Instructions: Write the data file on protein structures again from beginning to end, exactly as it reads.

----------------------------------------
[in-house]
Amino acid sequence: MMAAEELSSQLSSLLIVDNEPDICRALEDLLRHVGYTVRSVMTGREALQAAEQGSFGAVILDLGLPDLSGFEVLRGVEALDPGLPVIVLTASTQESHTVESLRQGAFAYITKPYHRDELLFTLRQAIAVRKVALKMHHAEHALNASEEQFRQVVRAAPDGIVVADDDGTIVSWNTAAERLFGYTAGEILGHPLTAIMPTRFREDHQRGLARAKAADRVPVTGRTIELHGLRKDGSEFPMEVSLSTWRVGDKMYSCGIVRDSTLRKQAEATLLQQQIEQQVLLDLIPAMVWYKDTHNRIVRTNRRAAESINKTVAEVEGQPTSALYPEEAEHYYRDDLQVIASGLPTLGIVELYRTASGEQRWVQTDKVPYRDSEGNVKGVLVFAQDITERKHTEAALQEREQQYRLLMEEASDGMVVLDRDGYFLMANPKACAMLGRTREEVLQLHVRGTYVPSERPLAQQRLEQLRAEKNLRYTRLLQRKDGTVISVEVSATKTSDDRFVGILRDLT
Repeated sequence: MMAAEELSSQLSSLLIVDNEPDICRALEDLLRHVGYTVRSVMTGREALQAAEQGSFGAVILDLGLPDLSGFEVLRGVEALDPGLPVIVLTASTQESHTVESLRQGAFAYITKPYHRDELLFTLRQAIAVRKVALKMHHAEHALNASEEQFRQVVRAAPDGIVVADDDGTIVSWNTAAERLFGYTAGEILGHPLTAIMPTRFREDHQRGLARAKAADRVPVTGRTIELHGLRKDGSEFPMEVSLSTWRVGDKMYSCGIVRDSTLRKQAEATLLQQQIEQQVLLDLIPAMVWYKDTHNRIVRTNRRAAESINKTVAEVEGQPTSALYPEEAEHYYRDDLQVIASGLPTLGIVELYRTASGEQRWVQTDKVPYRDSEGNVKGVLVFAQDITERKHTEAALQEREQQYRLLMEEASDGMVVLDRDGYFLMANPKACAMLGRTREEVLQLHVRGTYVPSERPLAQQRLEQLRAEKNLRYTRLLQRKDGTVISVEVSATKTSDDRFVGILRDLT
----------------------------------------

[in-house]
Amino acid sequence: MMAAEELSSQLSSLLIVDNEPDICRALEDLLRHVGYTVRSVMTGREALQAAEQGSFGAVILDLGLPDLSGFEVLRGVEALDPGLPVIVLTASTQESHTVESLRQGAFAYITKPYHRDELLFTLRQAIAVRKVALKMHHAEHALNASEEQFRQVVRAAPDGIVVADDDGTIVSWNTAAERLFGYTAGEILGHPLTAIMPTRFREDHQRGLARAKAADRVPVTGRTIELHGLRKDGSEFPMEVSLSTWRVGDKMYSCGIVRDSTLRKQAEATLLQQQIEQQVLLDLIPAMVWYKDTHNRIVRTNRRAAESINKTVAEVEGQPTSALYPEEAEHYYRDDLQVIASGLPTLGIVELYRTASGEQRWVQTDKVPYRDSEGNVKGVLVFAQDITERKHTEAALQEREQQYRLLMEEASDGMVVLDRDGYFLMANPKACAMLGRTREEVLQLHVRGTYVPSERPLAQQRLEQLRAEKNLRYTRLLQRKDGTVISVEVSATKTSDDRFVGILRDLT
Repeated sequence: MMAAEELSSQLSSLLIVDNEPDICRALEDLLRHVGYTVRSVMTGREALQAAEQGSFGAVILDLGLPDLSGFEVLRGVEALDPGLPVIVLTASTQESHTVESLRQGAFAYITKPYHRDELLFTLRQAIAVRKVALKMHHAEHALNASEEQFRQVVRAAPDGIVVADDDGTIVSWNTAAERLFGYTAGEILGHPLTAIMPTRFREDHQRGLARAKAADRVPVTGRTIELHGLRKDGSEFPMEVSLSTWRVGDKMYSCGIVRDSTLRKQAEATLLQQQIEQQVLLDLIPAMVWYKDTHNRIVRTNRRAAESINKTVAEVEGQPTSALYPEEAEHYYRDDLQVIASGLPTLGIVELYRTASGEQRWVQTDKVPYRDSEGNVKGVLVFAQDITERKHTEAALQEREQQYRLLMEEASDGMVVLDRDGYFLMANPKACAMLGRTREEVLQLHVRGTYVPSERPLAQQRLEQLRAEKNLRYTRLLQRKDGTVISVEVSATKTSDDRFVGILRDLT